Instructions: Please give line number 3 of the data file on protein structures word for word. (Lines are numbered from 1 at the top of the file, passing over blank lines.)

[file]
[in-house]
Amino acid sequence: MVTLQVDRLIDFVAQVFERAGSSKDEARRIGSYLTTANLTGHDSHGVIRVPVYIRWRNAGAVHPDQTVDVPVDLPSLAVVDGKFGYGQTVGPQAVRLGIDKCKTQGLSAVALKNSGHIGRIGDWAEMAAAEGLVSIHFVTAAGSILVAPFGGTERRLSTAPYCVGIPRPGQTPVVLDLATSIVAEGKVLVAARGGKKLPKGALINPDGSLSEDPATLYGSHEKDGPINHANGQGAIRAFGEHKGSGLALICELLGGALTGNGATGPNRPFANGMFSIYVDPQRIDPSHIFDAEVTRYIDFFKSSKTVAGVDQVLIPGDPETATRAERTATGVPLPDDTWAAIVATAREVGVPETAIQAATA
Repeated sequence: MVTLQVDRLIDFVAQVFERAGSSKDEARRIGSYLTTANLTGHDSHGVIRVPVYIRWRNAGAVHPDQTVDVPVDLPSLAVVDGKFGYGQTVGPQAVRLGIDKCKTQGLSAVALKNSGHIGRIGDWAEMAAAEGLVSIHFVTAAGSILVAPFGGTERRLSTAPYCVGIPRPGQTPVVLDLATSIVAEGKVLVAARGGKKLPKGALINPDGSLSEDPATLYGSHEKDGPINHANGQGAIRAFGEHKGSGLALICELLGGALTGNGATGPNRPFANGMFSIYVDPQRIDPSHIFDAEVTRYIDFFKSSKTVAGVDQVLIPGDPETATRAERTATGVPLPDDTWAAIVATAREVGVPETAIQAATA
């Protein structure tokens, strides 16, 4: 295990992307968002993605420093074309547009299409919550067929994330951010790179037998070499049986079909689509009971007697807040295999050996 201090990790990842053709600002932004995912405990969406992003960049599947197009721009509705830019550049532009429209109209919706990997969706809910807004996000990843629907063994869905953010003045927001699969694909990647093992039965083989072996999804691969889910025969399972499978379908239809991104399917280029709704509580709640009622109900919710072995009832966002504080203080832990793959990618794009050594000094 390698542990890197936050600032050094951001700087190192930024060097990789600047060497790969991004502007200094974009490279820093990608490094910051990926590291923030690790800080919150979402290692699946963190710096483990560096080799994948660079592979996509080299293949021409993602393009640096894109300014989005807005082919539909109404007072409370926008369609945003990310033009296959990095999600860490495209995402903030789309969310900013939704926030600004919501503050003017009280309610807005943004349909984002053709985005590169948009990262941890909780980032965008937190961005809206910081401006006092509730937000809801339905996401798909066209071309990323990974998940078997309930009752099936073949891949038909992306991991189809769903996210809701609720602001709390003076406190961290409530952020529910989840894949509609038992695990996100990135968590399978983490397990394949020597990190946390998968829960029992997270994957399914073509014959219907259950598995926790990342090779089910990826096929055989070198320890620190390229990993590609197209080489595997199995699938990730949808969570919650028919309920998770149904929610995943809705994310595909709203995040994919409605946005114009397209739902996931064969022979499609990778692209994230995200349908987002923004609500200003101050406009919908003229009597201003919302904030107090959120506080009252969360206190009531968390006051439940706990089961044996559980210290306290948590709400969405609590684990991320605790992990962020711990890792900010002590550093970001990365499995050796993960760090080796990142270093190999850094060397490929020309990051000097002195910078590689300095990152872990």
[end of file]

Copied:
Repeated sequence: MVTLQVDRLIDFVAQVFERAGSSKDEARRIGSYLTTANLTGHDSHGVIRVPVYIRWRNAGAVHPDQTVDVPVDLPSLAVVDGKFGYGQTVGPQAVRLGIDKCKTQGLSAVALKNSGHIGRIGDWAEMAAAEGLVSIHFVTAAGSILVAPFGGTERRLSTAPYCVGIPRPGQTPVVLDLATSIVAEGKVLVAARGGKKLPKGALINPDGSLSEDPATLYGSHEKDGPINHANGQGAIRAFGEHKGSGLALICELLGGALTGNGATGPNRPFANGMFSIYVDPQRIDPSHIFDAEVTRYIDFFKSSKTVAGVDQVLIPGDPETATRAERTATGVPLPDDTWAAIVATAREVGVPETAIQAATA